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Border Terrier

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Border Terrier

Form and Function

The Border Terrier is of medium bone, slightly taller than long. Their long legs impart the speed, agility, and endurance necessary to follow a horse over all sorts of terrain, whereas their fairly narrow body allows them to squeeze through narrow passages in pursuit of a fox. Their gait displays good length of stride. Their coat consists of a short, dense undercoat covered by a very wiry, straight, somewhat broken outer coat, which should conform to the body. Their hide is very thick and loose fitting, affording protection. Borders are known for their distinctive otter head, and their alert expression matches their alert demeanor.


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Breed Traits

Energy Level

3 out of 5

Exercise Requirements

3 out of 5


3 out of 5

Affection Level

3 out of 5

Friendliness To Dogs

3 out of 5

Friendliness To Other Pets

2 out of 5

Friendliness To Strangers

3 out of 5


1 out of 5

Ease of Training

4 out of 5

Grooming Requirements

3 out of 5

Heat Sensitivity

3 out of 5


4 out of 5

Breed Attributes




11.5-15.5 lb





Area of Origin

Border of Scotland and England

Date of Origin



Perhaps the oldest of Britain’s terriers, the Border Terrier originated around the Cheviot Hills forming the border country between Scotland and England. The dog originated to chase and bolt (or remain underground and bark at) the fox that were considered a nuisance to farmers. The smallest of the long-legged terriers, the Border Terrier had to be fast enough to keep up with a horse yet small enough to go in after the fox once it had gone to ground.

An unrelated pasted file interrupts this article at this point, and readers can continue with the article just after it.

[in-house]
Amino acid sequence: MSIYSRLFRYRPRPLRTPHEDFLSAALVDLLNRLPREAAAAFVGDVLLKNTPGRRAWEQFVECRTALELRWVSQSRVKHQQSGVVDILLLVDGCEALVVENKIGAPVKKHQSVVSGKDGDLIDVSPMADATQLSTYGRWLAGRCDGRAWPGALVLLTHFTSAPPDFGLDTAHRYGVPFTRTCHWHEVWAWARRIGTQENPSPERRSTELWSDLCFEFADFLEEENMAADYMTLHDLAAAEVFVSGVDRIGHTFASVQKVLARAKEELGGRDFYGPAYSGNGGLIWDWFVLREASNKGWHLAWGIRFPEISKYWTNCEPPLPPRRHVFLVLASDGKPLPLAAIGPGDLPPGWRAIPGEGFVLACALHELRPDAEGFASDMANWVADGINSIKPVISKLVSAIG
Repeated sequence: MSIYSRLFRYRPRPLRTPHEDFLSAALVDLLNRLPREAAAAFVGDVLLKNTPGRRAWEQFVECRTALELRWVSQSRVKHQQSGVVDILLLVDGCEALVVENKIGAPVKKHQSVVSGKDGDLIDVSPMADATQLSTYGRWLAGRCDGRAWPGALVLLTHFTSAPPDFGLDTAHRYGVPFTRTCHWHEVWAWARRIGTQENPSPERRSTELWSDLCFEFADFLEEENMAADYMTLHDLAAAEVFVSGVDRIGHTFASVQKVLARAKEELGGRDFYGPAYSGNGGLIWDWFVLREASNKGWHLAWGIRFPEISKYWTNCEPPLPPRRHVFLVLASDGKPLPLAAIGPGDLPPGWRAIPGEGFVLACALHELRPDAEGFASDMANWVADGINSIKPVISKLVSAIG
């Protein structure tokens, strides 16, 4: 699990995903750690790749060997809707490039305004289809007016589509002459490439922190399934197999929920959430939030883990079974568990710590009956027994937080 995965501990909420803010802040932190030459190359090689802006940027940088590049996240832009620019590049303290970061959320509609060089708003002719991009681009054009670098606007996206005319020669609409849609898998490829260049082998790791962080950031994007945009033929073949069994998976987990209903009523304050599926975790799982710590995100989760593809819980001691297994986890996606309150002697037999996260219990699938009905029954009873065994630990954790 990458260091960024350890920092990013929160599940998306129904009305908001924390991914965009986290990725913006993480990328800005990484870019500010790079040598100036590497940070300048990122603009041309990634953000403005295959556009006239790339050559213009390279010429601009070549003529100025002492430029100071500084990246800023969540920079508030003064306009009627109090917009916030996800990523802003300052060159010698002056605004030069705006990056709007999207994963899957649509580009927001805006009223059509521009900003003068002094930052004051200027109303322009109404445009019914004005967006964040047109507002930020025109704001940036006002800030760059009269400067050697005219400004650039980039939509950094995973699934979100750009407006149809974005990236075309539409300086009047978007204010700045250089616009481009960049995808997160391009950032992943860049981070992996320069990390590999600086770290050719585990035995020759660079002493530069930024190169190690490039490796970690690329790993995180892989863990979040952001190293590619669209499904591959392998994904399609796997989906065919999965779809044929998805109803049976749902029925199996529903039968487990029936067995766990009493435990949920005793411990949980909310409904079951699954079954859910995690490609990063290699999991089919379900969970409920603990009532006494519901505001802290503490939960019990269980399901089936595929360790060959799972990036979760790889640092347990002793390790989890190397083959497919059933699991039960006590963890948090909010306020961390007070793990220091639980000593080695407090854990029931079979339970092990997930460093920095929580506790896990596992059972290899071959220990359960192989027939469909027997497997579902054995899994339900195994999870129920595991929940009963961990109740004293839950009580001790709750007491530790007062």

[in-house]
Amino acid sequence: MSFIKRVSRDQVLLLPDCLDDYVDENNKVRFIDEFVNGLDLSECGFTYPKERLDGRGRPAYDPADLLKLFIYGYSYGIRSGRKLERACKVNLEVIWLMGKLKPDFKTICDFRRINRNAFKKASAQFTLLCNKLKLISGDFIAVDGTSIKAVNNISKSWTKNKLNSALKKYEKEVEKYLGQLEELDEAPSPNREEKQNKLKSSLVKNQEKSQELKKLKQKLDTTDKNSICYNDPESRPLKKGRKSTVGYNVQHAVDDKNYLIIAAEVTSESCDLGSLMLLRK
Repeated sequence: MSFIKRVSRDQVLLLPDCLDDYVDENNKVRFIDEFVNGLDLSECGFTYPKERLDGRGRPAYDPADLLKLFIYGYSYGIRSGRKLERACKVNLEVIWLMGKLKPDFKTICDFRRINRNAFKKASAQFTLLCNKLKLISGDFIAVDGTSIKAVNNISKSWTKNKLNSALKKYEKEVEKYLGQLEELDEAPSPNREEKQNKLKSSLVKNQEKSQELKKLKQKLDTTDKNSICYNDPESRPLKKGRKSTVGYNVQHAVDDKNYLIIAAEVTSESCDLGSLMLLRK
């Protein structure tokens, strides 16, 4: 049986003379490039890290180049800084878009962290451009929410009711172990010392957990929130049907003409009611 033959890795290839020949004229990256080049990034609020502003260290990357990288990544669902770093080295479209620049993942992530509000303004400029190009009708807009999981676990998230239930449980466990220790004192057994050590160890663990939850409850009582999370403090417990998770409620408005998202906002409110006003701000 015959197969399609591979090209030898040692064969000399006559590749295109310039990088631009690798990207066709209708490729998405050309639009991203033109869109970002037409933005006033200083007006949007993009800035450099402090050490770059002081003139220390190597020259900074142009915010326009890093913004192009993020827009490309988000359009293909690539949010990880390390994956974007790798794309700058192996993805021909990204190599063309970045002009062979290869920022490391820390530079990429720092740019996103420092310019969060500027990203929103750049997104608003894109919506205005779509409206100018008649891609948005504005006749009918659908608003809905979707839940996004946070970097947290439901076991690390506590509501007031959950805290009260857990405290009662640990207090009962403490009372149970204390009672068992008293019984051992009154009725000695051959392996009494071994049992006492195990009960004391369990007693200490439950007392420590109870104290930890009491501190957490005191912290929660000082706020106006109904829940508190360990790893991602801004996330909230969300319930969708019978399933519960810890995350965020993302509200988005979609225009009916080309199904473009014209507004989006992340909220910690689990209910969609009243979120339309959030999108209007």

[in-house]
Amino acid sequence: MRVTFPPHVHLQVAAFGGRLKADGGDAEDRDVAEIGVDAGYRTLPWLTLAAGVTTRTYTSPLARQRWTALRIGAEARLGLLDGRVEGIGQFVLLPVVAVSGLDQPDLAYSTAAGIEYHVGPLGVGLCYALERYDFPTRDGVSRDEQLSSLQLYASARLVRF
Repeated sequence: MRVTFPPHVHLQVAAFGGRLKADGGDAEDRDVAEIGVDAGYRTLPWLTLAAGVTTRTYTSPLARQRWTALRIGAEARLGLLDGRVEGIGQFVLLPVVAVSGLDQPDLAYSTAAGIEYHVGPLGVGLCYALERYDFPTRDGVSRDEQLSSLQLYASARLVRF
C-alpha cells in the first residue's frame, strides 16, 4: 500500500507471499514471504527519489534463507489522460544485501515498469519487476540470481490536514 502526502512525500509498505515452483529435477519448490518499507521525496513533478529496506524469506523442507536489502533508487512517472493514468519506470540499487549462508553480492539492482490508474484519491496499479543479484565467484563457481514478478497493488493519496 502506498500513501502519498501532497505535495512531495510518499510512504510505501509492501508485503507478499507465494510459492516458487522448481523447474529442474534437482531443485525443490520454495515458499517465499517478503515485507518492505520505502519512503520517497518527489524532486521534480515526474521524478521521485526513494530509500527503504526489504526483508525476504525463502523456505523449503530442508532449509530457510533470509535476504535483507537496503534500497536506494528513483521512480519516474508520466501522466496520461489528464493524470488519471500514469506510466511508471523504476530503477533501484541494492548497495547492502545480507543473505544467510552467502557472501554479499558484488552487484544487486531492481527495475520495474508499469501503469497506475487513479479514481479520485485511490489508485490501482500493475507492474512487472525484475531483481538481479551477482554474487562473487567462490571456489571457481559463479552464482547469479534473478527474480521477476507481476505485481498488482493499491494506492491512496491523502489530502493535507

The first evidence of these dogs dates from the eighteenth century. Their progenitors are unknown, although hey are probably related to the Dandie Dinmont and possibly Bedlington Terriers. The breed was once known as the Coquetdale Terrier or Redesdale Terrier, but the name Border Terrier, taken from the Border Hunt, was adopted in 1870. By this time, the breed had risen from its utilitarian roots to take a valued place alongside the Foxhounds in the gentry’s elegant foxhunts.

The first Border Terrier was shown in the 1870s. The breed was recognized by the AKC in 1930. Less flashy than many other terriers, the Border continued to be better appreciated by patrons of the hunt than of the show ring.

Unlike many terriers, the breed has changed very little since it was recognized. In recent years, these dogs have experienced a rise in popularity and are fast becoming a fairly popular pet. They are especially popular in the United Kingdom, where they are among the ten most popular breeds.


The Border is one of the most amiable and tractable of the Terrier group. This breed is inquisitive, busy, friendly, and biddable. They do like to track and can be independent, ingredients that make for a dog that may tend to roam if given the chance. Borders are generally good with other dogs and cats, but not with small animals. They are very good with children and make a good companion for people of all ages. They dig, and some bark. Some are talented escape artists.


The Border likes activity and needs either a good walk on leash, a vigorous game session, or an off-lead expedition in a safe area every day. The harsh coat needs brushing weekly, plus stripping of dead hairs about four times yearly to maintain its clean outline.


  • Major concerns: none
  • Minor concerns: patellar luxation
  • Occasionally seen: CHD, heart defects
  • Suggested tests: hip, cardiac, knee, (eye)
  • Life span: 12–15 years


Note: While the characteristics mentioned here may frequently represent this breed, dogs are individuals whose personalities and appearances will vary. Please consult the adoption organization for details on a specific pet.

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